I like the idea of just leaving it in one piece like you did, then using the back (which I use most often anyway) but you could also just pull up the right corner, quickly hop in and let it fall back into place. It might be tricky to get it to drop back properly but a lightweight plastic frame of sorts (on just that corner) could get it to drop back where you want it. Will have to play around with this and see if I can get something to work well enough.
 

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Discussion Starter #19
Arrived at a campground on Lake Kissimmee right at dusk in early Jan (on my way to the Keys) and got inundated with mosquitoes before I knew it. Dozens got in the van and I had to spend quite a bit of time swatting - still got bitten overnight. Also ran into skeeters and a few no-see-ums on Key Largo. Had picked up a roll of no-see-um mesh to make a front door window vent and have a LOT left over so will try my hand at something like this.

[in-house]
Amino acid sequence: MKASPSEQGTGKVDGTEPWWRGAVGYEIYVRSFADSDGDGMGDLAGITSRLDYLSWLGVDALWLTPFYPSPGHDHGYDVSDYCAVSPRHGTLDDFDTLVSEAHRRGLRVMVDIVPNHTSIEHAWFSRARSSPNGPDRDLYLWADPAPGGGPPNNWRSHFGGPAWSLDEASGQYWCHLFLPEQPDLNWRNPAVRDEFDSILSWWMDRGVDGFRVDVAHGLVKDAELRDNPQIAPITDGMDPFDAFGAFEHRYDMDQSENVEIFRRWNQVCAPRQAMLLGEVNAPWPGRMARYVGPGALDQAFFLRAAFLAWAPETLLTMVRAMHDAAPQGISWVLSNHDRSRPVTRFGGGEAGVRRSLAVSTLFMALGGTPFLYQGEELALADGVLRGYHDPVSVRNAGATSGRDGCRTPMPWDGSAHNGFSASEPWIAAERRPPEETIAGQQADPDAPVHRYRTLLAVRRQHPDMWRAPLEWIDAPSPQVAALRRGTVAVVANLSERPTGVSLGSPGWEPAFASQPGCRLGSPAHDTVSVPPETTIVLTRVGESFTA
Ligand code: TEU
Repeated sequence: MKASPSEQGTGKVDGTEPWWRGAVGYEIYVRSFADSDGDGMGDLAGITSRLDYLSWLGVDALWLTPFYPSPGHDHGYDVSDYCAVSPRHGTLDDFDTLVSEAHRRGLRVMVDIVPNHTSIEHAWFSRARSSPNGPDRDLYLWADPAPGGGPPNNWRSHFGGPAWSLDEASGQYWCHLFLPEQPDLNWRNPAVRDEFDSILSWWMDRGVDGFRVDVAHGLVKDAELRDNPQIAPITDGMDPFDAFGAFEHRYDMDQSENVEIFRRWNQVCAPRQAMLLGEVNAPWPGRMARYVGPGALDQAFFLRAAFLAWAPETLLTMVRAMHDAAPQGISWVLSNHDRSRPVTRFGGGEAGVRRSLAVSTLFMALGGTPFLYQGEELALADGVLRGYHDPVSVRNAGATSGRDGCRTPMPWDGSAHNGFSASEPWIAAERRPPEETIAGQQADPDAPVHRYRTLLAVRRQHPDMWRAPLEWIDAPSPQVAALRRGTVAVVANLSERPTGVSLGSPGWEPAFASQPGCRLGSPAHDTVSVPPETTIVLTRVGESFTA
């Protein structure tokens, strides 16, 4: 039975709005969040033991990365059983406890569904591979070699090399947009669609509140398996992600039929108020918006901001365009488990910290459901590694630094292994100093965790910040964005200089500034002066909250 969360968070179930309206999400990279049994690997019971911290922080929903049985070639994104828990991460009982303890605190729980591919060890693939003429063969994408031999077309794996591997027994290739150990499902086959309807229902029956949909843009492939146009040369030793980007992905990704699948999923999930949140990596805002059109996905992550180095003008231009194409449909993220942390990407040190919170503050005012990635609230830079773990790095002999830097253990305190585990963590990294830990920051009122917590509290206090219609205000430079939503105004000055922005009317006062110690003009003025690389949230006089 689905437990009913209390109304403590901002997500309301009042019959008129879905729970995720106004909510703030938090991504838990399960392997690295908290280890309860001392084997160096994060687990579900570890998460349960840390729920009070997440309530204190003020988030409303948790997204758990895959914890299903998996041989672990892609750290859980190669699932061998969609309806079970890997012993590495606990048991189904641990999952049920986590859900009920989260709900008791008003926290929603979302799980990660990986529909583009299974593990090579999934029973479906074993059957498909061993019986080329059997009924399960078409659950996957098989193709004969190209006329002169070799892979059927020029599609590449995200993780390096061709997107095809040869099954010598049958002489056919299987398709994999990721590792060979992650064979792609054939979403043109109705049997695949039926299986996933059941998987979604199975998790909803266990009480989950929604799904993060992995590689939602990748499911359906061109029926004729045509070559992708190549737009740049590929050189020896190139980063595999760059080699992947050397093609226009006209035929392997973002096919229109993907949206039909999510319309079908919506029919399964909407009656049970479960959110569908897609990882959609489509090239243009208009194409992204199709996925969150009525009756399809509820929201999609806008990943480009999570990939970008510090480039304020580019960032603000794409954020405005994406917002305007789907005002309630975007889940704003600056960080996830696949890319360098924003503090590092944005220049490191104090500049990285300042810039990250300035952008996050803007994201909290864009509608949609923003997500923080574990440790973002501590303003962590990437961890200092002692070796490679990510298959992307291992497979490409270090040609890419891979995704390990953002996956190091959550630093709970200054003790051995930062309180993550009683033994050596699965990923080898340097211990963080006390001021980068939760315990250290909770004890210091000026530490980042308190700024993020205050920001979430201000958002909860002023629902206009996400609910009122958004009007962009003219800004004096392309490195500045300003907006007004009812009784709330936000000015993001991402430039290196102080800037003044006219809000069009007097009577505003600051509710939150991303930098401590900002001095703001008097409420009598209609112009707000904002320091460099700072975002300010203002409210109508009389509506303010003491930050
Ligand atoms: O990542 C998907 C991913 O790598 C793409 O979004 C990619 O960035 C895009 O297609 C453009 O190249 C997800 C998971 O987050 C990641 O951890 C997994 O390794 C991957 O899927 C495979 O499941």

I like the idea of just leaving it in one piece like you did, then using the back (which I use most often anyway) but you could also just pull up the right corner, quickly hop in and let it fall back into place. It might be tricky to get it to drop back properly but a lightweight plastic frame of sorts (on just that corner) could get it to drop back where you want it. Will have to play around with this and see if I can get something to work well enough.
I had that issue this past summer at The Great Smoky Moutains NP. I kept the door open to get some air movement, and by the time I looked up there was about 100 bugs bouncing around my ceiling lights.

I saw some online, but I'm of the mindset that I could probably make it for a lot less. It might not look as nice, but it should function just the same.
 

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Yeah, since I've already got the mesh and have the time I'll give it a try, or at least hold it up there to see how it lines up and whether I think it's worth the effort. ;-)

If I do give it a shot and it sucks I can always buy one with the spiffy magnetic break in the middle. Recently put one of those up between the house and garage for my wife's friend so her dog could go in and out at will. I wouldn't call it great but it seemed to work reasonably well.